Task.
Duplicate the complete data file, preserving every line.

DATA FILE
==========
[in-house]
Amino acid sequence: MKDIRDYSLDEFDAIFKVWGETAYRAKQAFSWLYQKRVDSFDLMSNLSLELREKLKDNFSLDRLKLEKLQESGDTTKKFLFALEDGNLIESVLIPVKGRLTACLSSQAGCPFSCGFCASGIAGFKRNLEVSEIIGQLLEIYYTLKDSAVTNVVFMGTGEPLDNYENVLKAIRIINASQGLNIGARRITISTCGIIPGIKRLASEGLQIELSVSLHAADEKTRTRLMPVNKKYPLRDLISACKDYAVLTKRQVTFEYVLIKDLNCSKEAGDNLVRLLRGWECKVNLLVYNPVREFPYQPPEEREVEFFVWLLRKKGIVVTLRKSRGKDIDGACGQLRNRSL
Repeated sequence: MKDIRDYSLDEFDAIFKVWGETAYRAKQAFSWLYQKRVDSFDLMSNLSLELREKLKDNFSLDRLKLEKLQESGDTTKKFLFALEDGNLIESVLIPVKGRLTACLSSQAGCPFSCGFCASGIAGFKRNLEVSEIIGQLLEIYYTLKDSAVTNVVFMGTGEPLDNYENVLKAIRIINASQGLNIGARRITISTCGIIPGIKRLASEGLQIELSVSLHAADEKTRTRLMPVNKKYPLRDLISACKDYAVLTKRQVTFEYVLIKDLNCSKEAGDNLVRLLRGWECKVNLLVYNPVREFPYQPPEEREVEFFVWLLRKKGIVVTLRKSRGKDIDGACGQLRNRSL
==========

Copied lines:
[in-house]
Amino acid sequence: MKDIRDYSLDEFDAIFKVWGETAYRAKQAFSWLYQKRVDSFDLMSNLSLELREKLKDNFSLDRLKLEKLQESGDTTKKFLFALEDGNLIESVLIPVKGRLTACLSSQAGCPFSCGFCASGIAGFKRNLEVSEIIGQLLEIYYTLKDSAVTNVVFMGTGEPLDNYENVLKAIRIINASQGLNIGARRITISTCGIIPGIKRLASEGLQIELSVSLHAADEKTRTRLMPVNKKYPLRDLISACKDYAVLTKRQVTFEYVLIKDLNCSKEAGDNLVRLLRGWECKVNLLVYNPVREFPYQPPEEREVEFFVWLLRKKGIVVTLRKSRGKDIDGACGQLRNRSL
Repeated sequence: MKDIRDYSLDEFDAIFKVWGETAYRAKQAFSWLYQKRVDSFDLMSNLSLELREKLKDNFSLDRLKLEKLQESGDTTKKFLFALEDGNLIESVLIPVKGRLTACLSSQAGCPFSCGFCASGIAGFKRNLEVSEIIGQLLEIYYTLKDSAVTNVVFMGTGEPLDNYENVLKAIRIINASQGLNIGARRITISTCGIIPGIKRLASEGLQIELSVSLHAADEKTRTRLMPVNKKYPLRDLISACKDYAVLTKRQVTFEYVLIKDLNCSKEAGDNLVRLLRGWECKVNLLVYNPVREFPYQPPEEREVEFFVWLLRKKGIVVTLRKSRGKDIDGACGQLRNRSL